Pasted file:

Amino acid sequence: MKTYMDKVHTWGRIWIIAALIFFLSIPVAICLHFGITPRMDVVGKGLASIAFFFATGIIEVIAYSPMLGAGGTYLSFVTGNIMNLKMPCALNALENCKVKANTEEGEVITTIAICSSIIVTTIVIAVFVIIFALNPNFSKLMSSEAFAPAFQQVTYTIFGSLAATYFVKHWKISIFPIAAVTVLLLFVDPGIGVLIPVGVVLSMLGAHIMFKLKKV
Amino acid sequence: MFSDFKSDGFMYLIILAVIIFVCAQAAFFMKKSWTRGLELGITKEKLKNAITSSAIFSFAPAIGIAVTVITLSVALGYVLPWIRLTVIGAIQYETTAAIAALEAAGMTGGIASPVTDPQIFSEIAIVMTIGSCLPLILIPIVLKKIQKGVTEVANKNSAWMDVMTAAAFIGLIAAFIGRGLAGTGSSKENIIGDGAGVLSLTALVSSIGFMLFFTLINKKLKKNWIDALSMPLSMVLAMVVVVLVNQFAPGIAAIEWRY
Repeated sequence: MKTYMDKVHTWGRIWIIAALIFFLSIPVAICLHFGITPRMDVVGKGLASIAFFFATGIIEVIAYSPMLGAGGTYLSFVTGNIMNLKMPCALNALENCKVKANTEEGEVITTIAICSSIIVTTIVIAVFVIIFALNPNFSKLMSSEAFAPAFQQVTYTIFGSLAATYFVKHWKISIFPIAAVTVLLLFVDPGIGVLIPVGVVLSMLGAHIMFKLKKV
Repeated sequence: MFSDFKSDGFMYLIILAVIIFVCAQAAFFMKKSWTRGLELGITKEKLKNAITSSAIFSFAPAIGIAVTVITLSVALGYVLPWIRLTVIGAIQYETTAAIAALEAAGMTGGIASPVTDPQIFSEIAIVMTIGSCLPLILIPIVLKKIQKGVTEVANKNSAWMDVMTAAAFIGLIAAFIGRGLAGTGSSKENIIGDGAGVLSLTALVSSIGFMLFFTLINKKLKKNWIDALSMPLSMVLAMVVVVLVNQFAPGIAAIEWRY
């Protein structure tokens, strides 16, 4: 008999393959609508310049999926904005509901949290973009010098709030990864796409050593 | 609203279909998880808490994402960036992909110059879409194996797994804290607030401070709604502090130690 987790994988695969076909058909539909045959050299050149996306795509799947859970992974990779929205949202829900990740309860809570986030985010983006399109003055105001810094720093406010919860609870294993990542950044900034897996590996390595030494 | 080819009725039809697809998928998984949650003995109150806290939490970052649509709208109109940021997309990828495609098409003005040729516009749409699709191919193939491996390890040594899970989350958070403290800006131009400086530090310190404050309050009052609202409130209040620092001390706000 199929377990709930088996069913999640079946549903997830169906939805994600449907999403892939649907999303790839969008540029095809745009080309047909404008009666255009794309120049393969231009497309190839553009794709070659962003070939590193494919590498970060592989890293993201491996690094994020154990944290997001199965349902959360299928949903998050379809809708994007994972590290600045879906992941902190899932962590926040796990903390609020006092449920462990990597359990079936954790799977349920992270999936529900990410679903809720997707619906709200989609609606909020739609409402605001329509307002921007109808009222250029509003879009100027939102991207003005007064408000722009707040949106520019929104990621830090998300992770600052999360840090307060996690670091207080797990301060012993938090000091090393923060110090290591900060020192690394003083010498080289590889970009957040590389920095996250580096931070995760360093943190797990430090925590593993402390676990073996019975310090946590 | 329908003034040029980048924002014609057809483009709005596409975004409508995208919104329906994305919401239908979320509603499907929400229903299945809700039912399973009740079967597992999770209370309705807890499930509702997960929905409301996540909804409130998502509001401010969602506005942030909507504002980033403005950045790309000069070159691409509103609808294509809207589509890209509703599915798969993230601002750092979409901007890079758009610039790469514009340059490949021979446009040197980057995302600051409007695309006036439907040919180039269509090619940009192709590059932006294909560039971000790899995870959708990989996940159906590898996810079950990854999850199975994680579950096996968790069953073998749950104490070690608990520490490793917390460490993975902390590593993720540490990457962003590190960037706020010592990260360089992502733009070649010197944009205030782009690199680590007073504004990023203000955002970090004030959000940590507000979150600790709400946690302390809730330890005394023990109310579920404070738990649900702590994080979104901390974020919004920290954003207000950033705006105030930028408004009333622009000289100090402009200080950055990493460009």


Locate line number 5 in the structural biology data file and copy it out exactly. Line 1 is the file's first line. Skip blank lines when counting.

């Protein structure tokens, strides 16, 4: 008999393959609508310049999926904005509901949290973009010098709030990864796409050593 | 609203279909998880808490994402960036992909110059879409194996797994804290607030401070709604502090130690 987790994988695969076909058909539909045959050299050149996306795509799947859970992974990779929205949202829900990740309860809570986030985010983006399109003055105001810094720093406010919860609870294993990542950044900034897996590996390595030494 | 080819009725039809697809998928998984949650003995109150806290939490970052649509709208109109940021997309990828495609098409003005040729516009749409699709191919193939491996390890040594899970989350958070403290800006131009400086530090310190404050309050009052609202409130209040620092001390706000 199929377990709930088996069913999640079946549903997830169906939805994600449907999403892939649907999303790839969008540029095809745009080309047909404008009666255009794309120049393969231009497309190839553009794709070659962003070939590193494919590498970060592989890293993201491996690094994020154990944290997001199965349902959360299928949903998050379809809708994007994972590290600045879906992941902190899932962590926040796990903390609020006092449920462990990597359990079936954790799977349920992270999936529900990410679903809720997707619906709200989609609606909020739609409402605001329509307002921007109808009222250029509003879009100027939102991207003005007064408000722009707040949106520019929104990621830090998300992770600052999360840090307060996690670091207080797990301060012993938090000091090393923060110090290591900060020192690394003083010498080289590889970009957040590389920095996250580096931070995760360093943190797990430090925590593993402390676990073996019975310090946590 | 329908003034040029980048924002014609057809483009709005596409975004409508995208919104329906994305919401239908979320509603499907929400229903299945809700039912399973009740079967597992999770209370309705807890499930509702997960929905409301996540909804409130998502509001401010969602506005942030909507504002980033403005950045790309000069070159691409509103609808294509809207589509890209509703599915798969993230601002750092979409901007890079758009610039790469514009340059490949021979446009040197980057995302600051409007695309006036439907040919180039269509090619940009192709590059932006294909560039971000790899995870959708990989996940159906590898996810079950990854999850199975994680579950096996968790069953073998749950104490070690608990520490490793917390460490993975902390590593993720540490990457962003590190960037706020010592990260360089992502733009070649010197944009205030782009690199680590007073504004990023203000955002970090004030959000940590507000979150600790709400946690302390809730330890005394023990109310579920404070738990649900702590994080979104901390974020919004920290954003207000950033705006105030930028408004009333622009000289100090402009200080950055990493460009």